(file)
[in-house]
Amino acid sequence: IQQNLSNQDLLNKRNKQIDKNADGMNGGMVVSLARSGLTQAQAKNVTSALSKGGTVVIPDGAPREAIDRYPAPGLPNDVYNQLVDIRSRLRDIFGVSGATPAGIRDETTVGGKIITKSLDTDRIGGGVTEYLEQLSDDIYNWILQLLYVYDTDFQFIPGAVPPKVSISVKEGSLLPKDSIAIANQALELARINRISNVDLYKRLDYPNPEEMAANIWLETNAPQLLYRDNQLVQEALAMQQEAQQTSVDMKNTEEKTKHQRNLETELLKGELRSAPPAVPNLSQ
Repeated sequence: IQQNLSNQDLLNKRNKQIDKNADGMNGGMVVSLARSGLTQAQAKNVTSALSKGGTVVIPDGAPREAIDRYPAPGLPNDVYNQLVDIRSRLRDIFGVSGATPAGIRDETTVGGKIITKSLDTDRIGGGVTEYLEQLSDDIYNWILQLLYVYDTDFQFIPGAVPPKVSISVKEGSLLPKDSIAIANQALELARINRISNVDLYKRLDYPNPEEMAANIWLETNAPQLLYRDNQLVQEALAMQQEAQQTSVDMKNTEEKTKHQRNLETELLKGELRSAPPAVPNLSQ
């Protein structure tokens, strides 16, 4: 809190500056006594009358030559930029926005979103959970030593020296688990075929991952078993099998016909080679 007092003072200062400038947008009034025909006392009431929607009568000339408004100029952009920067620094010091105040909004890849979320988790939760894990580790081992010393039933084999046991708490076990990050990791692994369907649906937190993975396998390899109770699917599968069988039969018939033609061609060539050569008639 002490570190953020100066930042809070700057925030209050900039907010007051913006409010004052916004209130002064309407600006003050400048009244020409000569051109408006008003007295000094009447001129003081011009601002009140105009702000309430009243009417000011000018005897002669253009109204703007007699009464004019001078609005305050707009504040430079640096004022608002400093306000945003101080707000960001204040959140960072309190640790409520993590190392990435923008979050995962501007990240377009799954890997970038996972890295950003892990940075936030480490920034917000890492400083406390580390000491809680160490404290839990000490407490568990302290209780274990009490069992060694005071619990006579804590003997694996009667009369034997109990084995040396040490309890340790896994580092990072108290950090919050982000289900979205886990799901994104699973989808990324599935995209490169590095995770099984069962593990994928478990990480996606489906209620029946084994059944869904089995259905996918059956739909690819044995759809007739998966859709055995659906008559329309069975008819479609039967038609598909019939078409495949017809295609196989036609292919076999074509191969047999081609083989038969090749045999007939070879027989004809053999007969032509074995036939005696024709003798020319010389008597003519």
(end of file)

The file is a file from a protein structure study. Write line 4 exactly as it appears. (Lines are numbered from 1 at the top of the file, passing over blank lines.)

């Protein structure tokens, strides 16, 4: 809190500056006594009358030559930029926005979103959970030593020296688990075929991952078993099998016909080679 007092003072200062400038947008009034025909006392009431929607009568000339408004100029952009920067620094010091105040909004890849979320988790939760894990580790081992010393039933084999046991708490076990990050990791692994369907649906937190993975396998390899109770699917599968069988039969018939033609061609060539050569008639 002490570190953020100066930042809070700057925030209050900039907010007051913006409010004052916004209130002064309407600006003050400048009244020409000569051109408006008003007295000094009447001129003081011009601002009140105009702000309430009243009417000011000018005897002669253009109204703007007699009464004019001078609005305050707009504040430079640096004022608002400093306000945003101080707000960001204040959140960072309190640790409520993590190392990435923008979050995962501007990240377009799954890997970038996972890295950003892990940075936030480490920034917000890492400083406390580390000491809680160490404290839990000490407490568990302290209780274990009490069992060694005071619990006579804590003997694996009667009369034997109990084995040396040490309890340790896994580092990072108290950090919050982000289900979205886990799901994104699973989808990324599935995209490169590095995770099984069962593990994928478990990480996606489906209620029946084994059944869904089995259905996918059956739909690819044995759809007739998966859709055995659906008559329309069975008819479609039967038609598909019939078409495949017809295609196989036609292919076999074509191969047999081609083989038969090749045999007939070879027989004809053999007969032509074995036939005696024709003798020319010389008597003519």